Dixon Doll

For more than 35 years, Dixon Doll has influenced and guided entrepreneurs, investors and executives in the computer and communications industries. In recognition of his accomplishments in venture capital, Dixon was named by Forbes Magazine as one of the top 100 venture investors on its Midas List for four years in a row. In April, 2005, he was elected to the Board of Directors of the National Venture Capital Association (NVCA) in Washington, D.C. He also served as NVCA Chairman from 2008-2009 and as a member of their Executive Committee from 2007-2009. Under Dixon's leadership and direction as Chairman, the NVCA developed a widely recognized set of recommendations (NVCA 4-Pillar Plan) to help restore liquidity in the U.S. venture capital industry.

Dixon has led DCM's investments in About.com (Acquired by The New York Times Co.), @Motion (Acquired by Openwave), Clearwire (Nasdaq: CLWR), Foundry Networks (Nasdaq: FDRY), Internap (Nasdaq: INAP), Ipivot (Acquired by Intel) and Neutral Tandem (Nasdaq: TNDM) among others.

In the mid-1980's, Dixon co-founded the venture capital industry's first fund focused exclusively on telecommunications opportunities. Those funds launched such noteworthy companies as Alantec, Bridge Communication, Centillion Networks, Network Equipment Technologies, Optilink, Picturetel, Polycom and UUNet.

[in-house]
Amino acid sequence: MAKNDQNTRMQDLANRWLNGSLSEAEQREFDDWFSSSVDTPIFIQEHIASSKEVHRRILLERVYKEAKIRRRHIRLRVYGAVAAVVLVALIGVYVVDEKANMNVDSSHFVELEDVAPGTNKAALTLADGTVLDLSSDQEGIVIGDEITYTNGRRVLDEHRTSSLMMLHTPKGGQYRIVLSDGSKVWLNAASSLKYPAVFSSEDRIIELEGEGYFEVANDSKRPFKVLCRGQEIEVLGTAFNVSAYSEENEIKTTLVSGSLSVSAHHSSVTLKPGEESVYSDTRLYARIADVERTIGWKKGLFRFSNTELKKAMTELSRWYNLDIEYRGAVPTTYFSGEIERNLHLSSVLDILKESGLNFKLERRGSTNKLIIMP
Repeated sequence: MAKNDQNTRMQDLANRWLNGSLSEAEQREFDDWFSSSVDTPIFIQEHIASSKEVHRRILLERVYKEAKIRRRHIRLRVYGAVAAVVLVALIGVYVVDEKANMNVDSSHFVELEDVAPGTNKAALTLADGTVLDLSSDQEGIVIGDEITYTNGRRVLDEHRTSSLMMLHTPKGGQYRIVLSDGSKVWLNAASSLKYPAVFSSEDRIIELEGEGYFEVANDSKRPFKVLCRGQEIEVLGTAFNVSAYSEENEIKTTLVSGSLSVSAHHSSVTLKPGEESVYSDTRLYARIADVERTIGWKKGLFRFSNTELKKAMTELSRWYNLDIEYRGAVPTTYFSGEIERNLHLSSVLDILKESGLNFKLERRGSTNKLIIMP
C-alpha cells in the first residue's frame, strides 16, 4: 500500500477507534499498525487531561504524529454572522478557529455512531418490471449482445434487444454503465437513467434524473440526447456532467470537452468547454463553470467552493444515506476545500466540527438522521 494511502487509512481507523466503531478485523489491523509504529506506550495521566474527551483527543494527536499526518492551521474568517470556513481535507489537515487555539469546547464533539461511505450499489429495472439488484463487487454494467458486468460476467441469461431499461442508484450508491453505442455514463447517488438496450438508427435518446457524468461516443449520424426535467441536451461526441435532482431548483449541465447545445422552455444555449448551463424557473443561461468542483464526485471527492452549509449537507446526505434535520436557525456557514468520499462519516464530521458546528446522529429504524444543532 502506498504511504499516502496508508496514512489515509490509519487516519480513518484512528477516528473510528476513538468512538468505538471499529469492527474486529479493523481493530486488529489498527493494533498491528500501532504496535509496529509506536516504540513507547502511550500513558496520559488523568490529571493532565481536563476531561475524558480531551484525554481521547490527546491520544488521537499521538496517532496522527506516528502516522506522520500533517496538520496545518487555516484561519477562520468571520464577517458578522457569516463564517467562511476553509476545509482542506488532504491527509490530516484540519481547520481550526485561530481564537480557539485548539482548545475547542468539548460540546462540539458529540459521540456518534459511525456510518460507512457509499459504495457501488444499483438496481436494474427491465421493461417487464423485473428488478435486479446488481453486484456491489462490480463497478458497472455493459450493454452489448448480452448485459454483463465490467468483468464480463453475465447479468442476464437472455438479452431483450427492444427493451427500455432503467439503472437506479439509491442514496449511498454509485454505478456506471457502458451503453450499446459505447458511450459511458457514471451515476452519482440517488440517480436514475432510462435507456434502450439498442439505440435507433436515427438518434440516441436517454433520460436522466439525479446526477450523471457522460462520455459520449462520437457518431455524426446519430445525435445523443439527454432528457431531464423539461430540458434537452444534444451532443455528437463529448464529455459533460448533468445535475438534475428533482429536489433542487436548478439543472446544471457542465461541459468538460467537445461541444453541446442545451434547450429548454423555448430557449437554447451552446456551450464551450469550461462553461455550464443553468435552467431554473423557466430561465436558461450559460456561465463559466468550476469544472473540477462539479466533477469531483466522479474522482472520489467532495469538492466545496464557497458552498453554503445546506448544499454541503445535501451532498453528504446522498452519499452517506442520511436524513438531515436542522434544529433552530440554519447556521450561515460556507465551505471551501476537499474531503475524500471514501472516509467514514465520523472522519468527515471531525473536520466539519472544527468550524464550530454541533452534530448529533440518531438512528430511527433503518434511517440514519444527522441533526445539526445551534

Prior to becoming a venture capitalist, Dixon was the founder and CEO of an internationally recognized strategic consulting firm focused on telecommunications and computer networking. From 1972 to 1980, Dixon also served as a faculty member of the IBM Systems Research Institute in New York City. He authored the seminal text Data Communications published by John Wiley & Sons, Inc., 1978.

Dixon has traveled extensively to six continents to give highly sought after lectures and conference presentations. Through their family foundation, he and his wife Carol give generously to numerous educational and philanthropic organizations, including the Asian Art Museum of San Francisco (where he serves as Chair of the museum's dual governing boards), San Francisco Symphony, Kansas State University, the University of Michigan Business School, the Boys & Girls Clubs of San Francisco, the Stanford Institute for Economic Policy Research (SIEPR), the Hoover Institution at Stanford and the University of San Francisco where he has served as the Investment Committee Chair. He also has served as a trustee or advisory board member for each of these organizations.

He received his B.S.E.E. degree (cum laude) from Kansas State University as well as M.S. and Ph.D. degrees in Electrical Engineering from the University of Michigan, where he was a National Science Foundation scholar.


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